Blunt-nosed leopard lizard
Primary Investigator: Mark Statham
Collaborators: Mike Westphal (BLM), Deb Woollett (Working dogs for conservation), Jenna Braun (York University), Jon Richmond (USGS), Ben Sacks (UCD), Rory Telemeco (Fresno Chaffee Zoo).
Funding: NSF, Bureau of Land Management.
The blunt-nosed leopard lizard (BNLL) is an endangered species endemic to the San Joaquin Desert of California. We have recently developed a non-invasive molecular species identification method for reptile fecal samples collected in the field. Such methods are commonly used for surveying and monitoring mammals, and to a lesser extent birds, however they have never been successfully applied in reptiles. Given that many reptile species are threatened and endangered, this technique represents a useful monitoring and sampling tool.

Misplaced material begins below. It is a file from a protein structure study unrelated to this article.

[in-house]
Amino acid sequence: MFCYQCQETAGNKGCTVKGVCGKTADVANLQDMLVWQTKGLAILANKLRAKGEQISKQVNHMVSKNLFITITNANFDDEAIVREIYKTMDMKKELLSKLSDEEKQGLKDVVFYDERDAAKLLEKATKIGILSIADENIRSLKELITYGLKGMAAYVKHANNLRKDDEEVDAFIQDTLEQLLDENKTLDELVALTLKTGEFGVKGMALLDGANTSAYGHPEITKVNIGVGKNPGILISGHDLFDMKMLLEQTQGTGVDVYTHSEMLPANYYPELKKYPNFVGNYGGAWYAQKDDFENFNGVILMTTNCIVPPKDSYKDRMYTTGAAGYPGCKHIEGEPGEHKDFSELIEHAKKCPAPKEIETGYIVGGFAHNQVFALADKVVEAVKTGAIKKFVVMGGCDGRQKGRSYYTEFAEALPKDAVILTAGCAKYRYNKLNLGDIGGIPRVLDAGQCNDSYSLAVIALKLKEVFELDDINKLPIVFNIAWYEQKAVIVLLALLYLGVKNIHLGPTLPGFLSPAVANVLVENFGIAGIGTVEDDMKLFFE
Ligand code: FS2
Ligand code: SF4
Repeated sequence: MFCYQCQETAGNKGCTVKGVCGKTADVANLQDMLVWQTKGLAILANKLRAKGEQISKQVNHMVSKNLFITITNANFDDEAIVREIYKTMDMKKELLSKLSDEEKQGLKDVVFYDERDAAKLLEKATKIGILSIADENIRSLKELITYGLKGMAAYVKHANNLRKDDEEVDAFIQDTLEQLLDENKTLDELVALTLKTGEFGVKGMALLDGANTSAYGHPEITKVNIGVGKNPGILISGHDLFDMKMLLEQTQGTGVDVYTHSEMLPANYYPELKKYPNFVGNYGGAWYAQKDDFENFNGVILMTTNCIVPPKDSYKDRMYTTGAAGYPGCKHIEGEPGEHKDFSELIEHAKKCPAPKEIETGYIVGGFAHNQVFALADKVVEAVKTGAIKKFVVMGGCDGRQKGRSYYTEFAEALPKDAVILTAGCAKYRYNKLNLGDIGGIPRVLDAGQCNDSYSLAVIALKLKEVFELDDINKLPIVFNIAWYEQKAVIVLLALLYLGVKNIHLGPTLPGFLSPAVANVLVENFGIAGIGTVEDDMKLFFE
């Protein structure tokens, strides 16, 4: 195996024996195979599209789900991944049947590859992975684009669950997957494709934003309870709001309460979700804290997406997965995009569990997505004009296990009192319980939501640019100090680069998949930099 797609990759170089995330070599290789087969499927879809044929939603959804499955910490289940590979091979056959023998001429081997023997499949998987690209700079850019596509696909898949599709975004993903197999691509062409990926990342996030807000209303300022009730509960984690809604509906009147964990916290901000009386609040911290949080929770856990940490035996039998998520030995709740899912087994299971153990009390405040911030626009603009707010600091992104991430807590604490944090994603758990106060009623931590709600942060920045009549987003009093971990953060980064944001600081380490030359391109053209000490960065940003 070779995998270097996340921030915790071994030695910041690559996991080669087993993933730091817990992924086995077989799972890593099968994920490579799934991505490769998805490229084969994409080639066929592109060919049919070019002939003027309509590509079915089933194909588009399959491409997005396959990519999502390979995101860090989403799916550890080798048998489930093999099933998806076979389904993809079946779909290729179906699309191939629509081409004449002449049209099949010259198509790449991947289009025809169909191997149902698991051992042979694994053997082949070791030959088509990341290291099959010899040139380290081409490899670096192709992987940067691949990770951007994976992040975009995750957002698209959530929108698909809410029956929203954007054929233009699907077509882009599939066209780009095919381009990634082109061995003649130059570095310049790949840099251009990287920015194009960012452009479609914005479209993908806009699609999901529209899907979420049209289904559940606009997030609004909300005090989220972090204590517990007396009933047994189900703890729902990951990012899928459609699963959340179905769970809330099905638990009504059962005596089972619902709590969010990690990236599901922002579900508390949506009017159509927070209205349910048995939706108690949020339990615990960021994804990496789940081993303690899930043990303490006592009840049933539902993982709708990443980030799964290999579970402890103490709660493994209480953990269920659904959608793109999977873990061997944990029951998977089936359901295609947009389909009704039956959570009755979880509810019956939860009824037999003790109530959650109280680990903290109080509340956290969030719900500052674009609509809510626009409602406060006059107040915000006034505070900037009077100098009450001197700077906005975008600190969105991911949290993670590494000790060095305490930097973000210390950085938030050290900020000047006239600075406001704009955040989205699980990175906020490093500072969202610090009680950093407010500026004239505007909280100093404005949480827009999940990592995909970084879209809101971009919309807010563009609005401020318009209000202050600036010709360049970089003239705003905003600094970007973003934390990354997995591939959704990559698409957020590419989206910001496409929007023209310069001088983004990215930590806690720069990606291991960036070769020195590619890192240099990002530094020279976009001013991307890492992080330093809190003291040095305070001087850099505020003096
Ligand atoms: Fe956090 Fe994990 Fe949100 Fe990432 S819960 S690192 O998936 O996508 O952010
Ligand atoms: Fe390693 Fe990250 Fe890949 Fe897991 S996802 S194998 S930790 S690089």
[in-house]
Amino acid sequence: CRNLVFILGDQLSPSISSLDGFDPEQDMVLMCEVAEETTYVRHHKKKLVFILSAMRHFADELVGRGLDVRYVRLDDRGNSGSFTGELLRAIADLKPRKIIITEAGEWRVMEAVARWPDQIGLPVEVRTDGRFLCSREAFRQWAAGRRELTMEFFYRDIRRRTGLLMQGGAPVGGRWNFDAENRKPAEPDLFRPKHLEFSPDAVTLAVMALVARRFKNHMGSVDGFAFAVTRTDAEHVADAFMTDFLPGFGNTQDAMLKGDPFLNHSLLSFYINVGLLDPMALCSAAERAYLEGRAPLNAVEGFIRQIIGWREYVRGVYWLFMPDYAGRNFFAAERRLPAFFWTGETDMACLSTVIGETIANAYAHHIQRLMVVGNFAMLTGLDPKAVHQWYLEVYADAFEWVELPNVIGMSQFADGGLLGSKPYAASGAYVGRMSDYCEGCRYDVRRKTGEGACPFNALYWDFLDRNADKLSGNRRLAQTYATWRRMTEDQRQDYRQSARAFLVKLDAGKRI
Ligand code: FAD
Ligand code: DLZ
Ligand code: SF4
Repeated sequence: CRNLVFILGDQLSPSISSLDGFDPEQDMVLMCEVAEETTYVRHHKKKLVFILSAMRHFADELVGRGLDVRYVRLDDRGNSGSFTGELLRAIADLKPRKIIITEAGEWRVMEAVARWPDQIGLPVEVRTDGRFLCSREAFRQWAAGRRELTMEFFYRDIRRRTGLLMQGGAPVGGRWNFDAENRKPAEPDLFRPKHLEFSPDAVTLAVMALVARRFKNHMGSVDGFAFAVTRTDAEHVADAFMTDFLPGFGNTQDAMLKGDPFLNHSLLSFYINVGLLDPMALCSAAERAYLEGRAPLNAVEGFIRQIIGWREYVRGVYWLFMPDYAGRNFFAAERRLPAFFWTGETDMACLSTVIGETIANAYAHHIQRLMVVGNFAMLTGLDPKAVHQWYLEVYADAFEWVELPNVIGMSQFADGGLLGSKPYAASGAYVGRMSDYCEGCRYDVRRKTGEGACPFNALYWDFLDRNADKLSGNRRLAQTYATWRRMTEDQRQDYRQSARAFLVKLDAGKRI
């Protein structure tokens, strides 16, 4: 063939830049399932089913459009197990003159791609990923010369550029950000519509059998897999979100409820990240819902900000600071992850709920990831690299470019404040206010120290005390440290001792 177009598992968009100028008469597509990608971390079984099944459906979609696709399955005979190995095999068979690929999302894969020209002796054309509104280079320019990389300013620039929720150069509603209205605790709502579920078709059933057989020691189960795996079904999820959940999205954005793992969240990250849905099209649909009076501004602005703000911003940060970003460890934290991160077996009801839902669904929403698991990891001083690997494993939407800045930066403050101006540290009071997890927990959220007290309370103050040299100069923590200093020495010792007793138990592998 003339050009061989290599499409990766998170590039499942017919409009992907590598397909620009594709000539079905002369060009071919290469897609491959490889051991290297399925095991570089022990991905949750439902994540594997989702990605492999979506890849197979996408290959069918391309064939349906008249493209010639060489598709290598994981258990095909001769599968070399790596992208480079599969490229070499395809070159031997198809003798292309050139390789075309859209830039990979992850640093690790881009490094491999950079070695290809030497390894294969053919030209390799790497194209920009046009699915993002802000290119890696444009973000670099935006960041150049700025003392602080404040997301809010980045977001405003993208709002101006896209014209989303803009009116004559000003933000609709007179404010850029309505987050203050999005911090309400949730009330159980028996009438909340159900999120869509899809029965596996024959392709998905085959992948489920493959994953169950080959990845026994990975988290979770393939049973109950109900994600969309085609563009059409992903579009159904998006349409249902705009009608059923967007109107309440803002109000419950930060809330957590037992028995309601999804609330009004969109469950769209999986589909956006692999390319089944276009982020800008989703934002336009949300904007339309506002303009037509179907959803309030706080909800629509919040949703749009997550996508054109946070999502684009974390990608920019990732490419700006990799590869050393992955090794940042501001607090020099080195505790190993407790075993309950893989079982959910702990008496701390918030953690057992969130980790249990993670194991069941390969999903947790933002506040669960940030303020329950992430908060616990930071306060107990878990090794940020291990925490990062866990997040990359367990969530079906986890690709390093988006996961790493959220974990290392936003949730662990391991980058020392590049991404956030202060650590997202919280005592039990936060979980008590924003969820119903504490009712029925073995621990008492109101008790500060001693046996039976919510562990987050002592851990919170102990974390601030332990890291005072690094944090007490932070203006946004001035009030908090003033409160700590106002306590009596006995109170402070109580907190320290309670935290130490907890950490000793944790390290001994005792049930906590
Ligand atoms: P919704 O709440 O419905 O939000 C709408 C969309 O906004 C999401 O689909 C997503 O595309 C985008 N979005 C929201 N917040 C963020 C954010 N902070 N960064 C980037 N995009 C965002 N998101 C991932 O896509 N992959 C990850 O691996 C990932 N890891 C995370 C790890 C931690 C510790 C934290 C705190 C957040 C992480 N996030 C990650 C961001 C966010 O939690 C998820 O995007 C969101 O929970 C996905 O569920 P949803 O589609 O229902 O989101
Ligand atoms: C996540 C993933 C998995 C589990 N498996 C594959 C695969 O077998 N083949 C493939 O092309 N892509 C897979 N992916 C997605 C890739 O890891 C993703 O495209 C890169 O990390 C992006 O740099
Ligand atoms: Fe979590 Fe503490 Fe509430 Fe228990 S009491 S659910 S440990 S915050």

We have also developed tools to genetically identify individual BNLL from the DNA recovered from scat. Such information facilitates population size estimation as well as other demographic analyses. We are currently at the later stages of developing a DNA based tool for high resolution diet analysis (metabarcoding) in the BNLL and sympatric lizards.
Publications and Reports:
Statham MJ, Woollett (Smith) D, Fresquez S, Pfeiffer JU, Richmond J, Whitelaw A, Richards N, Westphal MF, Sacks BN. (2020) Noninvasive identification of herpetofauna: pairing conservation dogs and genetic analysis. Journal of Wildlife Management. 84: 66-74.